The 1930 One Centavo featured a bust of Jose Rizel on the obverse and carried the inscriptions "Leper Colonies And Stations" and "Philippine Islands". The reverse had the denomination and date inscribed in the center and carried the inscriptions "Philippine Health Service" at the top and "Leper Coin One Centavo" below.

 

The 1930 Ten Centavos featured a bust of Andres Bonifacio (a hero of the Philippine Revolution) on the obverse and carried the inscriptions "Leper Colonies And Stations" and "Philippine Islands". The reverse had the denomination and date inscribed in the center and carried the inscriptions "Philippine Health Service" at the top and "Leper Coin Ten Centavos" below.

 

The reason for the 1930 inscription change to "Leper Colonies And Stations" was that beginning in 1926 special "Leper Coins" were also used by the inmates of the San Lazaro Leper Hospital in Manila.

 

Unfortunately most surviving examples of Culion Island Leper Colony Coinage are well worn or corroded. With the exception of the 1913 Half Centavo mint state examples of Leper Colony coinage are practically nonexistent and nice Extra Fine to AU specimens are a challenge to locate.

 

I would encourage everyone to visit the "Culion Island Leper Colony Coinage" Registry Set belonging to "coin928" at: http://coins.www.collectors-society.com/registry/coins/SetListing.aspx?PeopleSetID=147941&Ranking=all

 

Thank-you coin928 for suggesting that NGC create this new competitive registry category and congratulations on the very nice high quality coins in your "Culion Island Leper Colony Coinage" Registry Set.

 

See more journals by JAA USA/Philippines Collection

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2,684 posts

Thanks for the information, the 1922 one is cool because the reverse has the double snake thing that you see on medical equipment, etc.

 

Jaa, how expensive are these coins? I would love to own one. Also any idea on mintage?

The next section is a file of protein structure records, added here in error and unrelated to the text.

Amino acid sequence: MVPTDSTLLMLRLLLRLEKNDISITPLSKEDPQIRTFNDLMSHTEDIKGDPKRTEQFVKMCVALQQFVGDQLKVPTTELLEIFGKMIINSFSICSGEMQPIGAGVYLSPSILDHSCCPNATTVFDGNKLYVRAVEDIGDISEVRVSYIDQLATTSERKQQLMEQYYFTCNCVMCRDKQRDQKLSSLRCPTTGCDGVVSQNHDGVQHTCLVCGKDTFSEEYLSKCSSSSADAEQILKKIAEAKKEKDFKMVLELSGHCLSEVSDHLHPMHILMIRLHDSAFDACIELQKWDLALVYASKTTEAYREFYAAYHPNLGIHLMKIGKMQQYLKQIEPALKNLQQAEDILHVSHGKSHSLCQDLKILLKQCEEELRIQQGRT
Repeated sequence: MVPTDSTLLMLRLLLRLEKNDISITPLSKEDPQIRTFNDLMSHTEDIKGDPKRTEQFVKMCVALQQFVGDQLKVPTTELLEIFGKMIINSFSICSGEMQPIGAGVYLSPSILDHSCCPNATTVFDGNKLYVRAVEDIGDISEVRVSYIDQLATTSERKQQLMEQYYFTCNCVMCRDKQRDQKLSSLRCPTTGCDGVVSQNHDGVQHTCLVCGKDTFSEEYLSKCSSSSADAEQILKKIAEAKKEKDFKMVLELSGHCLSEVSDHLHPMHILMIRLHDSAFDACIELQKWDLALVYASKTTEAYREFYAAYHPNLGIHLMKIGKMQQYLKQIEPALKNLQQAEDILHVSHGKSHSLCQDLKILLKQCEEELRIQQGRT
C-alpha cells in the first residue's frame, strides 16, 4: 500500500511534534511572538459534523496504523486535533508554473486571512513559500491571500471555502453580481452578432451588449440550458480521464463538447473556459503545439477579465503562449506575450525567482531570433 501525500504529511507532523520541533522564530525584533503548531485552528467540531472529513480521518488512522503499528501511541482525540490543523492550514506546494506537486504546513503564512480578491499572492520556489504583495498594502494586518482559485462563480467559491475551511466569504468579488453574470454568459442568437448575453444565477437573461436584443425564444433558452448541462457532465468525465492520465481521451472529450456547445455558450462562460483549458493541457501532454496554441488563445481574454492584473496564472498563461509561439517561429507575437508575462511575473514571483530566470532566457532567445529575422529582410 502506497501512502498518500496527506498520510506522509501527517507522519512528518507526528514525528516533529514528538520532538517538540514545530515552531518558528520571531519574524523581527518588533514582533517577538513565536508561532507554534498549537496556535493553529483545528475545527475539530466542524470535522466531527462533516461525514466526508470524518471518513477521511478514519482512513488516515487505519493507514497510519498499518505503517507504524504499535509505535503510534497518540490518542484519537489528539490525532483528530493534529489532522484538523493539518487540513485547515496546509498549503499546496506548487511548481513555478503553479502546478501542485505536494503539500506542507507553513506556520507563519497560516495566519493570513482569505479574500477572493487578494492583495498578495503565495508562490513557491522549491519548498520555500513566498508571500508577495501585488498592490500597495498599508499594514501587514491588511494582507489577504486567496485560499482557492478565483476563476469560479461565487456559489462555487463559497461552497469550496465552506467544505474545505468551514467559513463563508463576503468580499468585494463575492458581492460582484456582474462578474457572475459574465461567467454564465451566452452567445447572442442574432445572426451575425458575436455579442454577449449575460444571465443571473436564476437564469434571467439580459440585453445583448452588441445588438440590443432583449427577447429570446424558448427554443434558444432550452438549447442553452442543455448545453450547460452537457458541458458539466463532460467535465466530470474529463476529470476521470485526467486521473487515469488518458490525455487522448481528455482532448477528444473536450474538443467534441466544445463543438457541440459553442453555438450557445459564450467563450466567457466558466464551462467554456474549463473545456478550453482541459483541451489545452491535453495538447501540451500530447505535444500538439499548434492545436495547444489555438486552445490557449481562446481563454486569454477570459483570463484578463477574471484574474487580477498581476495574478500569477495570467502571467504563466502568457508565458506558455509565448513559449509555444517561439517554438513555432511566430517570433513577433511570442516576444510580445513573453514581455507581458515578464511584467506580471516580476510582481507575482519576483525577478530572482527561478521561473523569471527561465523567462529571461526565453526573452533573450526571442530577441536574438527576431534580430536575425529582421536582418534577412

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All of the Culion Island Leper Colony Coinage have very low mintages. Mintage figures are as follows:

 

 

FIRST ISSUE - 1913

1913 Half Centavo (17,000)

1913 One Centavo (32,500)

1913 Five Centavos (6,600)

1913 Ten Centavos (6,600)

1913 Twenty Centavos (10,000)

1913 One Peso (8,000)

 

SECOND ISSUE - 1920

1920 Ten Centavos (20,000)

1920 Twenty Centavos (10,000)

1920 One Peso (4,000)

 

THIRD ISSUE - 1922

1922 Twenty Centavos (10,155)

1922 One Peso (Two Die Varities) (8,280)

 

FOURTH ISSUE - 1925

One Peso (20,000)

 

FIFTH ISSUE - 1927

1927 One Centavo (Three Die Varities) (30,000)

1927 Five Centavos (16,000)

 

SIXTH ISSUE - 1930

1930 One Centavo (2,000)

1930 Ten Centavos (17,000)

 

With the exception of the 1913 Half Centavo, which was never put into circulation, mint state examples of Leper coins are just not available at any price. The 1913 Half Centavo in EF or AU has a FMV of about five to ten dollars. Most of the copper-nickel Leper coins are reasonably priced in Fine to Very Fine and can be purchased raw (when you find them) for well under $100.00. The easiest examples to find in VF to EF are the 1922 and 1925 One Peso coins. I purchased the 1922 One Peso pictured in my Journal article for Thirty-two Dollars. It would probably grade EF. The Aluminum issues are scarce in gradeable condition and most specimens would recieve a Details Grade.

The most expensive Leper coin is the 1930 One Centavo of which only two specimens are known to exist.

 

If you check the NGC and PCGS population reports you will see that VERY FEW leper coins of any date have been graded by either of these grading services. ANACS has graded a fair number of leper coins however their Pop reports are not available.

 

For somone interested in starting a Registry Set of this series I would recommend purchasing the coins raw from a dealer that specializes in USA-Philippine coins. Raw leper coins are regularly offered on ebay however all of the specimens that I have seen on ebay are way overpriced compared to what a similar coin would cost from a dealer that specializes in USA-Philippine coins.

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Thanks Jaa! I did check on ebay and most of the coins seem to have been cleaned, damaged, etc. I appreciate your hard work in sharing obscure coinage to all of us!